Withdraw thy foot from thy neighbour's house; lest he be weary of thee, and so hate thee.
by George Will
A 19th-century historian called the Middle Ages "a thousand years without a bath." That oversimplified somewhat, but was interestingly suggestive. So is the summation of Obama's opening sprint as 100 days without silence.
Ordinary politicians cannot comprehend that it is possible for the public to see and hear too much of them. In this sense, Obama is very ordinary. A few leaders of democracies have understood the importance of being economical with their demands for the public's attention. Charles de Gaulle believed that remoteness nurtures a mystique that is an essential ingredient of leadership. Ronald Reagan, an actor, knew that the theatrical dimension of politics requires periodic absences of the star from center stage. He spent almost an eighth—a year—of his presidency at his ranch. But when he spoke, people listened. If Obama, constantly flitting here and there, continues to bombard the nation with his presence, he will learn how skillfully Americans wield the basic tool of modern happiness, the TV remote control with its mute button.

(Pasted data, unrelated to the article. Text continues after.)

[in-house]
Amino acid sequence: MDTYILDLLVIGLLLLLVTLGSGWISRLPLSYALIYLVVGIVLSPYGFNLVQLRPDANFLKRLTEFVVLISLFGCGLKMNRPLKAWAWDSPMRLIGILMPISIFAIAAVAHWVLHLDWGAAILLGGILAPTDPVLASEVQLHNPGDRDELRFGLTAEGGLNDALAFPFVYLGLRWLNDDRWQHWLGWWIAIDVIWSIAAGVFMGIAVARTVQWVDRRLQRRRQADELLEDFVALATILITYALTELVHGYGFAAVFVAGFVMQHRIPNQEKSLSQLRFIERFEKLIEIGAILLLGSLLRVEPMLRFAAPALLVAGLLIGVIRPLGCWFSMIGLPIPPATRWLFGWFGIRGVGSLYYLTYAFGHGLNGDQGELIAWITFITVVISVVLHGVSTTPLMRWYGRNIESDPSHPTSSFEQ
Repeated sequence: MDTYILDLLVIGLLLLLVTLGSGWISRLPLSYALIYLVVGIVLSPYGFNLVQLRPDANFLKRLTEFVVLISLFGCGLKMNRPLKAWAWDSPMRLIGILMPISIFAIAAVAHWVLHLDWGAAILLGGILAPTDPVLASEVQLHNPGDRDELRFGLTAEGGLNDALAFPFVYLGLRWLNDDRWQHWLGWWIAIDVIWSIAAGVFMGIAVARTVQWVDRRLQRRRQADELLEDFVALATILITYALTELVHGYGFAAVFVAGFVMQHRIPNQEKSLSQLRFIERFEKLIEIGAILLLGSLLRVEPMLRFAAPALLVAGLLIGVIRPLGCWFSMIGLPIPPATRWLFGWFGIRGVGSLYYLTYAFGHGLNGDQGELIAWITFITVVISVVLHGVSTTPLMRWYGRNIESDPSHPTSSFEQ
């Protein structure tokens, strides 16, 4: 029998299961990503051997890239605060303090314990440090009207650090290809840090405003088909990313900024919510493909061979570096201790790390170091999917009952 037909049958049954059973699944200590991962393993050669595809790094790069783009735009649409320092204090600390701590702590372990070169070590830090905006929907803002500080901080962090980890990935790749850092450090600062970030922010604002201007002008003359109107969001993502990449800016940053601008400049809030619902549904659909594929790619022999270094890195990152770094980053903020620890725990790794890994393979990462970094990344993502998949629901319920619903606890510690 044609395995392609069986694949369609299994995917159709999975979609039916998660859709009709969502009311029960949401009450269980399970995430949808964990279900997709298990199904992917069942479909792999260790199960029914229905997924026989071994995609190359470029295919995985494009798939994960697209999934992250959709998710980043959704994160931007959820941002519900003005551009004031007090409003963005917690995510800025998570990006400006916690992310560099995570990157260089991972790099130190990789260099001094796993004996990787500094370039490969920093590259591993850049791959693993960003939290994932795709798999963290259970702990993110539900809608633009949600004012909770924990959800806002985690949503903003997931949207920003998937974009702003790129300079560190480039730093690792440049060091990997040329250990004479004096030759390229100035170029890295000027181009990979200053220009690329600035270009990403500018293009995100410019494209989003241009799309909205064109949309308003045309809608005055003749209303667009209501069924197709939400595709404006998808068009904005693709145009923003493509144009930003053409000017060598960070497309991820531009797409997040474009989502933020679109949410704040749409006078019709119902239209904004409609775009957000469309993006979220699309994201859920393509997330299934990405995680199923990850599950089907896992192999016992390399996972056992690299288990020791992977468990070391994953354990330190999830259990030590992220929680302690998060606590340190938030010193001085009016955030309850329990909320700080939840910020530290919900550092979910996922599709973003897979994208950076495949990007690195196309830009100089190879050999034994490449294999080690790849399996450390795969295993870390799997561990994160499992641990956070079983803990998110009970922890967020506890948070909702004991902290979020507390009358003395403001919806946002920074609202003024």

Calvin Coolidge, the last president with a proper sense of his office's constitutional proportions, was known, not coincidentally, as Silent Cal. His reticence expressed an institutional modesty: "It is a great advantage to a President, and a major source of safety to the country, for him to know that he is not a great man.""Men," Coolidge said, "do what I tell them to do—why, is a great mystery to me." Perhaps it was because he did not ask them to do all that much. Unless today's Congress can legislate that there shall henceforth be 36 hours in a day, and unless it can lengthen the year by four months—some liberals probably think Congress can—Obama will soon learn what happens when government's circuitry becomes overloaded.
The trajectory of Obama's presidency might have been determined by what he did in his first 100 days. His budget calls for doubling the national debt in five years and almost tripling it in 10. If the necessary government borrowing soon causes a surge in long-term interest rates, the result will be the 1970s redux—inflation and stagnation. If so, the 44th president will be remembered not as the second iteration of the 32nd (Franklin Roosevelt) but of the 39th (Jimmy Carter).
And in case you were in a coma and missed the first 100 days; here it is in 5 minutes:
© Janet Crain
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